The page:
- Rotten Tomatoes: 96%
- Metacritic: 93
- IMDb: 8.1
It’s tough to watch a movie with subject matter so under-wraps and horrid with a critical mindset, but I’ve definitely sat through worse. Tom McCarthy (Up, Million Dollar Arm) comes to the table with his first Best Picture winner to date, and I have to say, he knocked it straight out of Fenway. Now, Spotlight isn’t without its flaws, but all in all it grabbed nothing but my undivided attention throughout. Excellent pacing was the first attribute that came to mind when I put this film’s artistic potential to the test and Tom McArdle and his crew get two thumbs up from me for the final editing. Honestly, many movies these days should take a lesson from this editing gold mine, especially with how difficult it must have been to pace such a drawn out, dialogue-heavy film.
As always, I have to touch on the cinematography for a few lines, since I pay more attention to that for the most part than any other critiqued element in film. Based on how much cinematographic savvy you can really display in a shot-for-shot drama, I thought Spotlight had an above average feel for unique camera angles. The aperture in some shots inside The Boston Globe was very welcomed and not overdone, while the following style we’ve seen Barry Jenkins exhibit was also used a handful of times. One of the most memorable camerawork moments for me, personally, was when the camera followed Matt Carroll down the street in the dark. The long shot seemed to pay homage to Tarantino’s signature long take, which of course was long, albeit refreshing.
I have to tell you, I was unaware that Howard Shore wrote this score until after I watched the film, which is usually so obvious. Shore usually has a tell in his composition, as do composers like Zimmer and Morricone, but the soundtrack seemed very basic to me. It definitely set the tone of the film as a concerning and tragic theme, but the seemingly lone piano seemed to get tedious with how often it was repeated. It was almost like listening to one of the “Bedtime” alarms on an iPhone. Seriously, if you have an iPhone, go to your clock app, click bedtime, listen to the different alarm settings and pop that first one: Early Riser may as well be written by Shore.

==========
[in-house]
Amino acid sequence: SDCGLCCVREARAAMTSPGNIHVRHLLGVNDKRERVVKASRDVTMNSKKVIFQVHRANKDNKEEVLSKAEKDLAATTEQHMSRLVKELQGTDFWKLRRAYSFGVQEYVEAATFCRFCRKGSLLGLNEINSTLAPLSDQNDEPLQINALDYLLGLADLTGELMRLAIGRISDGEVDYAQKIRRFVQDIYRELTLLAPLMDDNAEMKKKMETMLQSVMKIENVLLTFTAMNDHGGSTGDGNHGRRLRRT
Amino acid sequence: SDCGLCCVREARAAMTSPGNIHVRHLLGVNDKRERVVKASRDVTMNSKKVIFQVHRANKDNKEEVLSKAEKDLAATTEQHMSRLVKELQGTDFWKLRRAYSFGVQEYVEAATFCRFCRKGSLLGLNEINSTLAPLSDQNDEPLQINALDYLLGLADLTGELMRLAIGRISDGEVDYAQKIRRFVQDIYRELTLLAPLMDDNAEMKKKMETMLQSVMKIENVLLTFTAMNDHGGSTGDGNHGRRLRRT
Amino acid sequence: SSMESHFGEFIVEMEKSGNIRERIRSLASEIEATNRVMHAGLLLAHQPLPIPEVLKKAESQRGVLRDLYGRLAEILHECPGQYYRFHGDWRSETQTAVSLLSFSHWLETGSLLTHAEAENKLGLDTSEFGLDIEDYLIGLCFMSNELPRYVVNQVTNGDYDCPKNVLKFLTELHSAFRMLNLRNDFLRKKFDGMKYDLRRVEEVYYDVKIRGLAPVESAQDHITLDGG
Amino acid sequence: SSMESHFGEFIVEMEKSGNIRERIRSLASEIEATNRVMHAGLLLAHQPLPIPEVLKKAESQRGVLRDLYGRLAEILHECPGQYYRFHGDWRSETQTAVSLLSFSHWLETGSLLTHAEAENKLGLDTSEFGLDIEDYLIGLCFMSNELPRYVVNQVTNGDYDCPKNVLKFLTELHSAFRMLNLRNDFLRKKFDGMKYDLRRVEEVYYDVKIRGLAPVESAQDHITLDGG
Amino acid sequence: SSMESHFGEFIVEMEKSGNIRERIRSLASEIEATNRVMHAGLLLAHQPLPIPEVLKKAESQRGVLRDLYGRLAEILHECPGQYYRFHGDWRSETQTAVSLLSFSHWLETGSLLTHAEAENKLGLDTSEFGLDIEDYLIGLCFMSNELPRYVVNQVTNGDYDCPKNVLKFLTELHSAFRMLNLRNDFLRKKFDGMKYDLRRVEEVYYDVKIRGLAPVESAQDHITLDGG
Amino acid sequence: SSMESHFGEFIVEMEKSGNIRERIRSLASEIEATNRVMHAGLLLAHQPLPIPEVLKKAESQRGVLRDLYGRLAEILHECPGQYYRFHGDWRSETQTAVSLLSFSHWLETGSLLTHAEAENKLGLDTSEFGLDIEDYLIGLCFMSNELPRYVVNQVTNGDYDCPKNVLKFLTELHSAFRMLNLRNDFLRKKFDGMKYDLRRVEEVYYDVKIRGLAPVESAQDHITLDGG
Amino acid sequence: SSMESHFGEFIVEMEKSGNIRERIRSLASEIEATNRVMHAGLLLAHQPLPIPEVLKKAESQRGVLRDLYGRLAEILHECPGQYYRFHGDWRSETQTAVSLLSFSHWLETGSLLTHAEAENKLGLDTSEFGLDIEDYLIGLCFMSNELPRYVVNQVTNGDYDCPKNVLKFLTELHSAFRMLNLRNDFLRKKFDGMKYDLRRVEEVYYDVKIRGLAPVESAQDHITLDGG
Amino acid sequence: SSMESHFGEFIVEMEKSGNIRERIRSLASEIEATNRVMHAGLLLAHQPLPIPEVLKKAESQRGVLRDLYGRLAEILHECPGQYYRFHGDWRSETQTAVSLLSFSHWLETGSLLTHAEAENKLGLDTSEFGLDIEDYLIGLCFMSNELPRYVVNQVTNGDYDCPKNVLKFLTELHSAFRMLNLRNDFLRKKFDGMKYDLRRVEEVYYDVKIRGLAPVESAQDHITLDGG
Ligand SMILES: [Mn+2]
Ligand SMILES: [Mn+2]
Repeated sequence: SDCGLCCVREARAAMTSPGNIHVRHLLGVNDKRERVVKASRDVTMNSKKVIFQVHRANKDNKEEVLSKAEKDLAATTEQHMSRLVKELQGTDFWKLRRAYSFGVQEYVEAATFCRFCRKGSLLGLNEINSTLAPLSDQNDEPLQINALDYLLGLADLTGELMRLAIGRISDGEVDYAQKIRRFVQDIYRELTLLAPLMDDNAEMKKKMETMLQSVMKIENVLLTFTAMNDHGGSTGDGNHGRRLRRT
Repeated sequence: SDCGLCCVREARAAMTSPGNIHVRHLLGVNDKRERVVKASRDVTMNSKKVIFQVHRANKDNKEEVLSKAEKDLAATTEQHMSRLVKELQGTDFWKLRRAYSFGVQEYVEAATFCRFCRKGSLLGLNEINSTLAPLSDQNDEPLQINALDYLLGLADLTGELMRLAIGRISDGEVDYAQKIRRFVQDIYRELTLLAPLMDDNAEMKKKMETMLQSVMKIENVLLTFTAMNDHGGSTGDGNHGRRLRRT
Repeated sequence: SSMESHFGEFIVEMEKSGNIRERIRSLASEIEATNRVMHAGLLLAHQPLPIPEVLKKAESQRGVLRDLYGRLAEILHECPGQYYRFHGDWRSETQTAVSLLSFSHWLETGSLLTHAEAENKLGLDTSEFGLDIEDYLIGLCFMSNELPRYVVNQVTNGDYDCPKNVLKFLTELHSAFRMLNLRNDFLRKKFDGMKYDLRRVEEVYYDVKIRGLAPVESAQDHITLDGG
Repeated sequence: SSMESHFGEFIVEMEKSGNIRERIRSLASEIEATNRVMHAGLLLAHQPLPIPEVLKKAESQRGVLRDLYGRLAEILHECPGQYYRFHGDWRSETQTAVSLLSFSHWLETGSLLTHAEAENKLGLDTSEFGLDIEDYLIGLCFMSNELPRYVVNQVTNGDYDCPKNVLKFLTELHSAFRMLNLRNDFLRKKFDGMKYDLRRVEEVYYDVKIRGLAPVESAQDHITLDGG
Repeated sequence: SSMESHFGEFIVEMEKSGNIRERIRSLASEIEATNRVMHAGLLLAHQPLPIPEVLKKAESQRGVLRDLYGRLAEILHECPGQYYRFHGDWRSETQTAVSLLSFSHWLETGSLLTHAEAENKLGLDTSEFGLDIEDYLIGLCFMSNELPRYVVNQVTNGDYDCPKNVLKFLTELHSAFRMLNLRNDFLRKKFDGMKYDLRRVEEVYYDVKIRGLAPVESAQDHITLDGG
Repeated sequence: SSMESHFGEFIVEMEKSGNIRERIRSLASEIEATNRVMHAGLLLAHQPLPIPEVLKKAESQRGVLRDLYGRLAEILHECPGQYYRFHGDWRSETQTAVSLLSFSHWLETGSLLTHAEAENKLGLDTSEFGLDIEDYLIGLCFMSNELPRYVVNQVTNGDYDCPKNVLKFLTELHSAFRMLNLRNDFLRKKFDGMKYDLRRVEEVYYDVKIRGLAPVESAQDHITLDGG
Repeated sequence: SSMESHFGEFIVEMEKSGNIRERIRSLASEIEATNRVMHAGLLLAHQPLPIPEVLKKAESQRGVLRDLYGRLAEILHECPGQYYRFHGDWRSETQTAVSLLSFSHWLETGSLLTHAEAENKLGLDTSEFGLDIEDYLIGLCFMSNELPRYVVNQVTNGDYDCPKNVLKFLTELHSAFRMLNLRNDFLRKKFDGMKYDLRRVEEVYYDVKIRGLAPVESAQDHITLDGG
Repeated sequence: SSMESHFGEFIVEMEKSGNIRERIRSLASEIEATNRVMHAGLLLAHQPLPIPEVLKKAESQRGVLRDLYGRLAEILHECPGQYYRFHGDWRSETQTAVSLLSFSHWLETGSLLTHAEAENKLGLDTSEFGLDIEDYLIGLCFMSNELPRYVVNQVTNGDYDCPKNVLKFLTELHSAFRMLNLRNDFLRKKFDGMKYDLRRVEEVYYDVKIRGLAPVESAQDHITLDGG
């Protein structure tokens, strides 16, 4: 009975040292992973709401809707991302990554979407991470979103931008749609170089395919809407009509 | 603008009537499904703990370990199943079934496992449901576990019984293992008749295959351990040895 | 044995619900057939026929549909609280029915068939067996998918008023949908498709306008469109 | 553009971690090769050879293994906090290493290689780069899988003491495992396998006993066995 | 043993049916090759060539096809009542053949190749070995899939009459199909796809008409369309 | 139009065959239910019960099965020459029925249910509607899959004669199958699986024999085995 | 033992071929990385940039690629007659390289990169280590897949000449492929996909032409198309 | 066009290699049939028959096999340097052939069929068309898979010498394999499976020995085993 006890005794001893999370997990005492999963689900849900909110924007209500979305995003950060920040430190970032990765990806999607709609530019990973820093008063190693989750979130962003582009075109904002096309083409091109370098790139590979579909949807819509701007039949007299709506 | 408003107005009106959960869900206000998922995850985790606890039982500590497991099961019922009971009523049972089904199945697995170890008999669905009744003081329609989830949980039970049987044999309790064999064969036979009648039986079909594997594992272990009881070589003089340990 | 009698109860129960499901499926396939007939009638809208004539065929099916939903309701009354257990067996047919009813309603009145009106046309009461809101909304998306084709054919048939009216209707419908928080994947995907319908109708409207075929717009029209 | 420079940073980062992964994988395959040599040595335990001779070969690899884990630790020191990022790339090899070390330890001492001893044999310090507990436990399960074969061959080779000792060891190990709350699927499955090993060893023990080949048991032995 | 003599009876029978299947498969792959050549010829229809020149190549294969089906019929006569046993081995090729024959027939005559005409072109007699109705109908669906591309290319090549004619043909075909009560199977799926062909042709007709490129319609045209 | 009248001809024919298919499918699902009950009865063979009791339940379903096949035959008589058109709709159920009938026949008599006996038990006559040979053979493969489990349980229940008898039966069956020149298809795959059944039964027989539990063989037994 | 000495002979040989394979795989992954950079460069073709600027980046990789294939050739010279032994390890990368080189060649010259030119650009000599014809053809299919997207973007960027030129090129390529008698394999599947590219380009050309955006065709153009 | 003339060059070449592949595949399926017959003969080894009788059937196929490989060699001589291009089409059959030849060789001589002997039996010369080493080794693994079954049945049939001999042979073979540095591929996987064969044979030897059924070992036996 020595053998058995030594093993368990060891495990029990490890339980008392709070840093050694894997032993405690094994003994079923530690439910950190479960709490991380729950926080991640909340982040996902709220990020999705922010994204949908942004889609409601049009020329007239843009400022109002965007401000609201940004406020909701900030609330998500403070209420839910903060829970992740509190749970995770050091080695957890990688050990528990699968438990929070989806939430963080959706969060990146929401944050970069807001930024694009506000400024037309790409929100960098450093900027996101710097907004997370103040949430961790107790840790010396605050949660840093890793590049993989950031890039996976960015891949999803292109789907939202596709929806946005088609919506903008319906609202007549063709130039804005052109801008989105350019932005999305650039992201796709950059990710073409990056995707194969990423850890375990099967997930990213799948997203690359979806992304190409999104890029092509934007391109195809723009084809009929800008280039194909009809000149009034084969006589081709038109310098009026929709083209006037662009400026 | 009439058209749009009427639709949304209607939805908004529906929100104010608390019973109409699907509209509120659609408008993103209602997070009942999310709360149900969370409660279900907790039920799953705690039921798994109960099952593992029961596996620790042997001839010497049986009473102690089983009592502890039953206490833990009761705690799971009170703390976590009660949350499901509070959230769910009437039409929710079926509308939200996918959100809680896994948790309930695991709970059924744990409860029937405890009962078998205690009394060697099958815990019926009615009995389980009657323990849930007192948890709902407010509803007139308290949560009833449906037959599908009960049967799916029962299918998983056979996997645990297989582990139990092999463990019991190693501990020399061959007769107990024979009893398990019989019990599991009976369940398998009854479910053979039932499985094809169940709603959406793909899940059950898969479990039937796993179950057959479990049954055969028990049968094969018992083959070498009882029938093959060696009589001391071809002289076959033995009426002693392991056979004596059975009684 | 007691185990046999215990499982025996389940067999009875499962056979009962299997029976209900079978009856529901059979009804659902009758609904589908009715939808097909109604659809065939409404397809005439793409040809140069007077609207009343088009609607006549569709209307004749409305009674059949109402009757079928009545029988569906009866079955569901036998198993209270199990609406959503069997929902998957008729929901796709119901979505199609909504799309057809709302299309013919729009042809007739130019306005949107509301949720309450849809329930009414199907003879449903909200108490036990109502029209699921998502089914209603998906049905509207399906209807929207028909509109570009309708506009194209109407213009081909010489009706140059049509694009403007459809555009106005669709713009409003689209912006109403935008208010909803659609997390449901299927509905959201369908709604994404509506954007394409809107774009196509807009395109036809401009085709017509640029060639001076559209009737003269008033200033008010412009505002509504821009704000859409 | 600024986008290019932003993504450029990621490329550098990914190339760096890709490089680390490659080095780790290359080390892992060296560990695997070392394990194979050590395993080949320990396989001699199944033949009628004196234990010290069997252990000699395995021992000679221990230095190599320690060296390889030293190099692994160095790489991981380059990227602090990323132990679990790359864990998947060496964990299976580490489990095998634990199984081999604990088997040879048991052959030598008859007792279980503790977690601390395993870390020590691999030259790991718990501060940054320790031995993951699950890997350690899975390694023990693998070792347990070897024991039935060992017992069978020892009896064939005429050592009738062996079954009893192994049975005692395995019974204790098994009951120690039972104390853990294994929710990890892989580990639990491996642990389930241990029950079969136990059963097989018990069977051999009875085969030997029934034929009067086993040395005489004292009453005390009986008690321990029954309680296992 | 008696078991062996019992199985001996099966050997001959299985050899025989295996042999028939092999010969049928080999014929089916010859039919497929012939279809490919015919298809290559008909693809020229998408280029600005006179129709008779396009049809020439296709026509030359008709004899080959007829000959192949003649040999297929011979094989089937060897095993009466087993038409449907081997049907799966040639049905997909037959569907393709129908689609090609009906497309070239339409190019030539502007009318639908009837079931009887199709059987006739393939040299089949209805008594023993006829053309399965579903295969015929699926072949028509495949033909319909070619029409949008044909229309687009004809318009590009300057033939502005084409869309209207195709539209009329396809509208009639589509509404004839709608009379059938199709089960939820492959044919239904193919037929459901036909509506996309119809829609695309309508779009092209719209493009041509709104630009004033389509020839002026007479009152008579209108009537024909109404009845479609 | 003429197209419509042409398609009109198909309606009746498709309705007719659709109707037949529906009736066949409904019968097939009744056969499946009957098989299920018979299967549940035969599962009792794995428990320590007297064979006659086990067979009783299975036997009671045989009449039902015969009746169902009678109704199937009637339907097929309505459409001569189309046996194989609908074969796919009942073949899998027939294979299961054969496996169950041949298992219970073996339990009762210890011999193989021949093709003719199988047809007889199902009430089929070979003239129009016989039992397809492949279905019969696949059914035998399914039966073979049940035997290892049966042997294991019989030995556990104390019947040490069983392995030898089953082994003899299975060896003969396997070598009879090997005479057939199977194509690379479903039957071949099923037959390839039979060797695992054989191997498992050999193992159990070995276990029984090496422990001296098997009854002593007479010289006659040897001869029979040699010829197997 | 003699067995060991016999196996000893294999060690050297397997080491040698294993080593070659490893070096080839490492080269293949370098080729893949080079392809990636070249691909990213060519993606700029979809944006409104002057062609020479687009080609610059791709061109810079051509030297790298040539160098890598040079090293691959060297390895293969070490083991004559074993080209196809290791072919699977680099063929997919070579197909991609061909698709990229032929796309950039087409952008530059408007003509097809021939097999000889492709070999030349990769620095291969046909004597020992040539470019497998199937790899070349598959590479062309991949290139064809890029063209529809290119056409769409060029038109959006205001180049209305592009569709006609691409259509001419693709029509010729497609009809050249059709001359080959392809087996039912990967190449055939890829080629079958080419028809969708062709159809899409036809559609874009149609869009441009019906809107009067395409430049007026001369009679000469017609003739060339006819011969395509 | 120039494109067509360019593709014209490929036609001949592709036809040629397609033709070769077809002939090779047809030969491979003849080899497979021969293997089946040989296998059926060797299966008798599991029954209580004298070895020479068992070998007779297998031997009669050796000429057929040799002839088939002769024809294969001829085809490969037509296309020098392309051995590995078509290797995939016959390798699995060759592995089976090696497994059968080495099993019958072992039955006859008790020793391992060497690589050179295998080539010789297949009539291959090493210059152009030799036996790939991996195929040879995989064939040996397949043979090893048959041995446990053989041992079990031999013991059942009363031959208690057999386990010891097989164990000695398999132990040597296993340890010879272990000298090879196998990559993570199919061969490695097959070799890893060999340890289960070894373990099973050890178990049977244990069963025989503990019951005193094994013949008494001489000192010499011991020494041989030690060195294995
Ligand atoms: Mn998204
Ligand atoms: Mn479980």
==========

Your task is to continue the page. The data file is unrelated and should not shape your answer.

The other complaint I had with this otherwise incredible film was the clear lack of character development. This was odd to witness for a Best Picture winner but the wealth of nearly irrelevant characters was almost overwhelming. A name drop here and there would make you feel like you missed something, until you realize a few minutes later that the character doesn’t need to be remembered concerning the plot and the flow. Without giving anything away, there was a random trip to Florida that Mike Rezendes had to take that was never fully explained, or at least I don’t think it was. Now that may sound much too thin to be complaining about, but his absence was needed for an essential piece of the tangled puzzle to unravel. I even had to look up Matt’s name to write the recollection of that last scene I described and he was a part of the Spotlight team. In any case, it seems the character development was sacrificed for the pacing; while this isn’t ideal, it still got away with the Best Picture selection of the 88th Academy Awards.
My enjoyment of Spotlight may come from my growing interest in the legal field, but as a well-made drama it’s difficult to put it down for much else. It may have been a questionable winner amongst titans like Iñárritu’s The Revenant and McKay’s The Big Short, but that mysterious voting system must’ve just had its number. I truly hope Tom McCarthy has another drama in the works, but until then, I’m still waiting for Tarantino and Nolan to wow us again.
Drew – 6/21/17 ♘